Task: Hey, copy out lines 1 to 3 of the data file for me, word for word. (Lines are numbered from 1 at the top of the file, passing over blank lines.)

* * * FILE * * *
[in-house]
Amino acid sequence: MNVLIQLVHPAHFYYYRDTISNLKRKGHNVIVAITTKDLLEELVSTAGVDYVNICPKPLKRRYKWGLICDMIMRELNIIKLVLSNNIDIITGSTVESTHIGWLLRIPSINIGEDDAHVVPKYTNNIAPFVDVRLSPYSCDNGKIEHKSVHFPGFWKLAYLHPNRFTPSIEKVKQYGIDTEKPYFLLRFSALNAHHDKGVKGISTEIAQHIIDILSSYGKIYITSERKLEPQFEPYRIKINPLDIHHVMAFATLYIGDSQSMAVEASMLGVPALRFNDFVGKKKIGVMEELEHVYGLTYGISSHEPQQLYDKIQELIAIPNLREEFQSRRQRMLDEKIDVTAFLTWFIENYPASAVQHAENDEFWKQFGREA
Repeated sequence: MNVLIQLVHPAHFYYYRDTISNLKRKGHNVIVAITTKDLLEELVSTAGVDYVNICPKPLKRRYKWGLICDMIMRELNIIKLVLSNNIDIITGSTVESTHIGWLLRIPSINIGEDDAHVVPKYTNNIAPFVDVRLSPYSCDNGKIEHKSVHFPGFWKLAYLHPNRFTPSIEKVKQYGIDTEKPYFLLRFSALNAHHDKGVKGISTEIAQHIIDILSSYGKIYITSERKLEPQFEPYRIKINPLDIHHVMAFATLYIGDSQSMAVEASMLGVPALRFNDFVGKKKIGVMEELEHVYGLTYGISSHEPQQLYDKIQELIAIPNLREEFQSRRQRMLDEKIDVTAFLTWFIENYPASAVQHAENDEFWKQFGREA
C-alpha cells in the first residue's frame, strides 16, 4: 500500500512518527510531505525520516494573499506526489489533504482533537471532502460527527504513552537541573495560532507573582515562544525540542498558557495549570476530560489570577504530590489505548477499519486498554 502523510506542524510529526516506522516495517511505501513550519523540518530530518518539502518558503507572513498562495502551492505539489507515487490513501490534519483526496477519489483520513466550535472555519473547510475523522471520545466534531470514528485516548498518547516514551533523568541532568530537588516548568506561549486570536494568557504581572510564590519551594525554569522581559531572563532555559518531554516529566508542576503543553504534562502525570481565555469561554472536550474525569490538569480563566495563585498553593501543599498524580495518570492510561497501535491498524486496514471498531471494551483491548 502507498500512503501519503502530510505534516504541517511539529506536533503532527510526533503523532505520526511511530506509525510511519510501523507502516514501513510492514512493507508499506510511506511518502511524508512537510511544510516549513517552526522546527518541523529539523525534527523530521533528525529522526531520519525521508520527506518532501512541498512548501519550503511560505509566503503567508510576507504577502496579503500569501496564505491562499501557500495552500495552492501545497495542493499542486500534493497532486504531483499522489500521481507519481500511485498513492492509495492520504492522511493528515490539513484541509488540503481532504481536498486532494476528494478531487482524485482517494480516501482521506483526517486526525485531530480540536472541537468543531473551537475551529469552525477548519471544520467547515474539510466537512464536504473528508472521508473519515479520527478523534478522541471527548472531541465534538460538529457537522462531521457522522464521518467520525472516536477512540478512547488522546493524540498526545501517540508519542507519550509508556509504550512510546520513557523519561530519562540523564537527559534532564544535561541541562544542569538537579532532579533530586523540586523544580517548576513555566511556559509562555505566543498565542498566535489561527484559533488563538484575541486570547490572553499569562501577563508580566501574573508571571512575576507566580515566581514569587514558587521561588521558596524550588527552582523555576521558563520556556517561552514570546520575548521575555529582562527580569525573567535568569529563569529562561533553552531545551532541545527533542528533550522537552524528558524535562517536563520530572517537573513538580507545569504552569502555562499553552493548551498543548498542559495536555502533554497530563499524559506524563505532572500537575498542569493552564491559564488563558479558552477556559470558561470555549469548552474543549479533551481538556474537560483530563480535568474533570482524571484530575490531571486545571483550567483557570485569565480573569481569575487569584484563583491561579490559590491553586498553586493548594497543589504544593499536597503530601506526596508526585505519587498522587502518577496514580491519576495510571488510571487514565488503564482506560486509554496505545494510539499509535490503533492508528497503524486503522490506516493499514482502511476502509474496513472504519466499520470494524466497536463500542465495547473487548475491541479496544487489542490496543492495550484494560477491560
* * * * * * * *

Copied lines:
[in-house]
Amino acid sequence: MNVLIQLVHPAHFYYYRDTISNLKRKGHNVIVAITTKDLLEELVSTAGVDYVNICPKPLKRRYKWGLICDMIMRELNIIKLVLSNNIDIITGSTVESTHIGWLLRIPSINIGEDDAHVVPKYTNNIAPFVDVRLSPYSCDNGKIEHKSVHFPGFWKLAYLHPNRFTPSIEKVKQYGIDTEKPYFLLRFSALNAHHDKGVKGISTEIAQHIIDILSSYGKIYITSERKLEPQFEPYRIKINPLDIHHVMAFATLYIGDSQSMAVEASMLGVPALRFNDFVGKKKIGVMEELEHVYGLTYGISSHEPQQLYDKIQELIAIPNLREEFQSRRQRMLDEKIDVTAFLTWFIENYPASAVQHAENDEFWKQFGREA
Repeated sequence: MNVLIQLVHPAHFYYYRDTISNLKRKGHNVIVAITTKDLLEELVSTAGVDYVNICPKPLKRRYKWGLICDMIMRELNIIKLVLSNNIDIITGSTVESTHIGWLLRIPSINIGEDDAHVVPKYTNNIAPFVDVRLSPYSCDNGKIEHKSVHFPGFWKLAYLHPNRFTPSIEKVKQYGIDTEKPYFLLRFSALNAHHDKGVKGISTEIAQHIIDILSSYGKIYITSERKLEPQFEPYRIKINPLDIHHVMAFATLYIGDSQSMAVEASMLGVPALRFNDFVGKKKIGVMEELEHVYGLTYGISSHEPQQLYDKIQELIAIPNLREEFQSRRQRMLDEKIDVTAFLTWFIENYPASAVQHAENDEFWKQFGREA